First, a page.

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The Yeast Genome

The sequencing of the yeast genome was a major milestone in biology. In 1996 Saccharomyces cerevisiae or baker's yeast was the first eukaryotic organism to have its entire nuclear genome sequenced.
The Yeast Genome by Essey Writing Service

Saccharomyces cerevisiae
Bread yeast, baker's yeast, or to give it its scientific name Saccharomyces cerevisiae has been used in baking for thousands of years. Strains of Saccharomyces cerevisiae also ferment rice, barley and wheat sugars for alcoholic drinks. Saccharomyces cerevisiae is also an important and commonly used laboratory model organism. Its power as a research tool comes from the ability to quickly map a phenotype producing gene to a part of the yeast genome.

Yeasts are eukaryotic organisms that are members of the Fungi kingdom. They are unicellular and reproduce asexually by budding, though there are some sexual reproductive life cycles.

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The project to sequence the yeast genome got underway in 1989 and the entire code of strain S288c was spelled out in 1996. Not only was this a major breakthrough of itself, but it also served as a catalyst for the genome sequencing projects that were to follow.

An international consortium of scientists and researchers from 92 laboratories took part in the initiative. They came from the UK, USA, Canada, continental Europe, and Japan.

The yeast genome was found to consist of some 6,000 genes across 16 chromosomes. Four years previously the initiative had announced the full sequence of yeast chromosome III, and it was the first time that a eukaryotic chromosome had been sequenced.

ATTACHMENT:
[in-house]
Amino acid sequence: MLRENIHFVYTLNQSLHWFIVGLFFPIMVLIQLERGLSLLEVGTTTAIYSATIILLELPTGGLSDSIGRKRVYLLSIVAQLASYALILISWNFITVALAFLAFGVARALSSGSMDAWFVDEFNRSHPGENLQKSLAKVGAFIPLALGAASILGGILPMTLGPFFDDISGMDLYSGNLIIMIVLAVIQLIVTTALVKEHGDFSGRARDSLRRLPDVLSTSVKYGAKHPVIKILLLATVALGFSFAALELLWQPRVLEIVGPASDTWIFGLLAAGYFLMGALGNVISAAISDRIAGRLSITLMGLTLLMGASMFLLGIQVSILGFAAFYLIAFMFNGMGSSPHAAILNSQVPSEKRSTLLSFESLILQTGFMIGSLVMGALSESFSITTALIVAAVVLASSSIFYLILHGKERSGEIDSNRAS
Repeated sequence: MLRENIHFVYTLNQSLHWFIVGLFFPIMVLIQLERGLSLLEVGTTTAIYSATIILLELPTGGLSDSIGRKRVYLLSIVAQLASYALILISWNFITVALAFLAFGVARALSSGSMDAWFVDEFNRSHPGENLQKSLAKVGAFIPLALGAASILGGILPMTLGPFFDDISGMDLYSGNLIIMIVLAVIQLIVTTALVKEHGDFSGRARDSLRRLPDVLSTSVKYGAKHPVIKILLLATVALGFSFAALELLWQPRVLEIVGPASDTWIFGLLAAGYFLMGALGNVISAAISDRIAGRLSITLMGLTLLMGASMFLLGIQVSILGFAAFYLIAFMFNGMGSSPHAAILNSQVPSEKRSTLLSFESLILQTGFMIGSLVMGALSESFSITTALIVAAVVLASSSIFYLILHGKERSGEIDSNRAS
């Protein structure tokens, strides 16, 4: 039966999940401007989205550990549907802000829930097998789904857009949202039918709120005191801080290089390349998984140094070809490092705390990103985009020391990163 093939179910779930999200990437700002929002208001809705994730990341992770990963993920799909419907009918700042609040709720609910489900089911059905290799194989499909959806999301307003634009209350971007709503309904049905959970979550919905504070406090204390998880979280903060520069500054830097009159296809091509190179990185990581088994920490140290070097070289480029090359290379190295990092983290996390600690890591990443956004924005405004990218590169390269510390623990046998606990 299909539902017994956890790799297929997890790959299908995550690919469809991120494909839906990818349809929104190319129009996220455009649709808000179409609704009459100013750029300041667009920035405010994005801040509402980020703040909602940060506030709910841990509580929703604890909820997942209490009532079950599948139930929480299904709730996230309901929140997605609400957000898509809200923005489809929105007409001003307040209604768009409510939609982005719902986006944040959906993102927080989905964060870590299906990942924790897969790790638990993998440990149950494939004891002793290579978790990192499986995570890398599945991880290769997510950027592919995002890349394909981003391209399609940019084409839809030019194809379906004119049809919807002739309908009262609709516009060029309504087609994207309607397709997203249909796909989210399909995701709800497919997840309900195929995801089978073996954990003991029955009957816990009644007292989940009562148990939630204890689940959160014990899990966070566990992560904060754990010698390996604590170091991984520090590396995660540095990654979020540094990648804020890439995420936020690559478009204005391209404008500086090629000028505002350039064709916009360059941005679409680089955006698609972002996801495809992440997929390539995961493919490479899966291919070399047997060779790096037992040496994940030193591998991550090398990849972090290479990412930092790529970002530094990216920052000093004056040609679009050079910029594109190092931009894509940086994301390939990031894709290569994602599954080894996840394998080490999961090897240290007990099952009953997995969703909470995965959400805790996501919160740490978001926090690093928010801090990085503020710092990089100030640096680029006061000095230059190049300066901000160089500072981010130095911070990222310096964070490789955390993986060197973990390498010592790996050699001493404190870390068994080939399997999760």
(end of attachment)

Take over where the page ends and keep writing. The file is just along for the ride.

The yeast genome is particularly useful to scientists because it houses many genes that are similar to human genes; about one third of yeast genes are related to those in human. And the yeast genome does not have the large amounts of non-coding DNA that is found in the human genome. It makes finding genes much easier!

Yeast Genome and Research
The yeast genome has been an important model in a whole host of research efforts. Its shorter cell cycle compared to those of higher eukaryotes make it easier to screen compounds and observe cell processes. Much of our understanding of the eukaryotic cell cycle comes from yeast studies, and the microbe's track record in genetics research is impressive as it has taught us about the ways some genes are inherited together and how genes are turned on and off.

Many of the genes that are involved in the control of the cell cycle are conserved between humans and yeast. Cancer occurs when the cell cycle goes out of control and faulty cells proliferate instead of dying out. It is often the genes that are involved in cell proliferation that are mutated in cancer cells and so yeast can be used to study anticancer drugs to see if they are hitting, and neutralising their molecular targets.

An example of how yeasts have been used in other kinds of medical research comes from the University of Chicago at Illinois. In February 2009 scientists there discovered a prion - an infectious mis-folded protein - inside brewer's yeast that affects the expression of yeast genes (as does the normal version of the protein). Prions have been associated with degenerative diseases such as "mad cow" and Creutzfeldt-Jakob. It is not known yet whether the actions of prions in yeast are similar to prions in mammals, but the more they are studied the clearer the picture should become.

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